UniServe Science News Volume 10 July 1998


From the Director

Ian Johnston
Director, UniServe Science

What webs we mortals weave

UniServe Science has just held its third annual national workshop, devoted to the topic of University Science Teaching and the Web. It was attended by 85 academics from every state in the country except the Northern Territory. There were two keynote speakers: Shirley Alexander from UTS and CUTSD, who covered the theoretical and pedagogical issues, and Peter Lee, Dean of Engineering at Murdoch University, who talked about the practical aspects of a comprehensive working system. There were twelve contributed papers and four poster papers, all describing courses or developments which had been in use for some time.

It seemed to us when we were planning this workshop, that now was a singularly appropriate time to examine the use of the web in our teaching. During the three years we have been in operation, we have attempted to keep our finger on the pulse of what is happening at the teaching coalface (to mix a few metaphors). Until quite recently the fraction of teachers using the web was really very small. About a year or so ago, suddenly lots of people were starting to do things. In her keynote address, Shirley Alexander drew attention to a classification system for those who use technology in their teaching (originally due to Everett Rogers):

  1. innovators: 5-10% of the population who are keen to try out new things and take risks;
  2. early adopters: opinion leaders who take the role of decreasing the uncertainty of others;
  3. early majority: who want to know if it works before they will use it;
  4. late majority: who are skeptical, and adopt only under extreme pressure; and
  5. laggards: who are not interested in change.

It seems to us that the "innovators" amongst us have been beavering away all this time, and now it is the "early adopters" who are leading the big push for change. How better to help them on their way than to hold a national workshop on the topic.

We were very pleased with the way the workshop ran, and responses from those who took part were overwhelmingly positive. As we have come to expect, the greatest crowd-pleaser was the chance to get together and discuss problems with others who are trying to do the same thing as you. That and the simple feeling of belonging to a community of your peers - something that is often not possible for those interested in teaching in departments dominated by the research ethic. There were downside aspects of course. The equipment played up, as usual. (I wonder if technical hitches are an unavoidable accompaniment to this kind of work, and we should just learn to live with them?)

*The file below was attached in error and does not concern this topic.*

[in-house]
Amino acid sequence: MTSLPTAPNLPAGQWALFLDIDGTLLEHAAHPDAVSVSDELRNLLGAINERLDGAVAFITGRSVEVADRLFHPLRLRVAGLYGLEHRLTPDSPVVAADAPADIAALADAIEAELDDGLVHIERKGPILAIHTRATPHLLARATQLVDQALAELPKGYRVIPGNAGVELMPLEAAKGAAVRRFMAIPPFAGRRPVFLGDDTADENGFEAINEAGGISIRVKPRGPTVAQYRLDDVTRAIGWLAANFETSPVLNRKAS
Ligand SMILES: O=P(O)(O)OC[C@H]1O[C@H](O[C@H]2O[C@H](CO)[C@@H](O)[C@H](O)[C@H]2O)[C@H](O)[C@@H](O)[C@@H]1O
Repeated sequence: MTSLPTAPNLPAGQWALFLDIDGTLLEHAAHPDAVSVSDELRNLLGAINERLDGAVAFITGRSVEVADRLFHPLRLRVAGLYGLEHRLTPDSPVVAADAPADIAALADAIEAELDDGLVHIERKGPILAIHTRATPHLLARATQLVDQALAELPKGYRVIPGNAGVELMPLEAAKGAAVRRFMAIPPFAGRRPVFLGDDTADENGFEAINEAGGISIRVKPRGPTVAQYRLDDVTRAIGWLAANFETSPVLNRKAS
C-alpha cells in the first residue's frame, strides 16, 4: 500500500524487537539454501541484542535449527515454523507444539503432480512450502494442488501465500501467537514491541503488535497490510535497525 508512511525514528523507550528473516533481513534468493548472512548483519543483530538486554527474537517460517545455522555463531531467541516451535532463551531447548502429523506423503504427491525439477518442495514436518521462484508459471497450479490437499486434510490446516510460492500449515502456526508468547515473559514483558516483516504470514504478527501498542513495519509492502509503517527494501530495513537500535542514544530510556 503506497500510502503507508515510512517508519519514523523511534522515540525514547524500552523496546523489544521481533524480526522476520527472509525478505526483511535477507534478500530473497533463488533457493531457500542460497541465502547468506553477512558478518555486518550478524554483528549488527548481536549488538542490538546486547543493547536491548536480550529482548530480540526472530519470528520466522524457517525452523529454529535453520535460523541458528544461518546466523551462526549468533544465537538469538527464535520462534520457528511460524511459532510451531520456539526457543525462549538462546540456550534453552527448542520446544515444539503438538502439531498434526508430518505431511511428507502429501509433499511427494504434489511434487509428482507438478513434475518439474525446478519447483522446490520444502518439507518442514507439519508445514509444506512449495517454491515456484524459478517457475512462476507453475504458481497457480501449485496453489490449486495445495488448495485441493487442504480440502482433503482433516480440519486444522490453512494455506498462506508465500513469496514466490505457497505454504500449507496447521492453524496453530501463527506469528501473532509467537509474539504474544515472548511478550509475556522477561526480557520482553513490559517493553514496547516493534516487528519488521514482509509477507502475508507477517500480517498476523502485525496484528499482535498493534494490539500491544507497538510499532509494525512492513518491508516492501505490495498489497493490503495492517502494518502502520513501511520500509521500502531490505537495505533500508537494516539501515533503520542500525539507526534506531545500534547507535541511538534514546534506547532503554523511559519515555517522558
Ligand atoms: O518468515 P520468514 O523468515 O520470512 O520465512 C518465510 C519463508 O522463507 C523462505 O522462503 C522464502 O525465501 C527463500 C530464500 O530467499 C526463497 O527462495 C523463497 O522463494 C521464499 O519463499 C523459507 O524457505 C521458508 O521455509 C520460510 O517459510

It was a pity too, that the majority of the attendees were from the Sydney metropolitan area. This is understandable, given the cost of travel and the tightness of travel budgets, especially for matters involved with teaching. Perhaps the fault was ours. We didn't finally decide on the timing of the workshop until very late last year, and people do need time to organize funding for travel. We won't make that mistake again. We are announcing here and now that the next UniServe Science national workshop will be held at the corresponding time next year: FRIDAY - SATURDAY, APRIL 9 - 10, 1999.

We've been asking around for what the topic should be. The consensus so far seems to be that we should follow up on web-related matters: distance-based and problem-based learning and assessment. Do you agree with these topics? Are there more important ones? Please contact us and let us know your ideas.

Let's return to web-based teaching. In our workshop we gathered reasonably representative information about what is happening in Australia right now. That information will be available in our published proceedings to those who weren't able to attend. These will be, as usual, put up on our website. Keep looking at the What's New page. But in order to supplement that coverage with information about what is happening elsewhere, we have reproduced, in this issue of the newsletter, three articles from the newsletter of the Teaching and Learning Technology Programme (TLTP), based in the UK. Actually, as you will note, one of those articles discusses work done in Australia.

We also intend, in future issues, to set up a new section, called WebBytes, where people will get the chance to say something brief about projects they are working on that are still far from finished. There is so much happening in this field that we really can't wait to hear about projects only when they have all 'I's dotted and 'T's crossed. So watch this space.

And don't forget to put in your diaries the date of our next national workshop, FRIDAY - SATURDAY, APRIL 9 - 10, 1999.

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UniServe Science News Volume 10 July 1998

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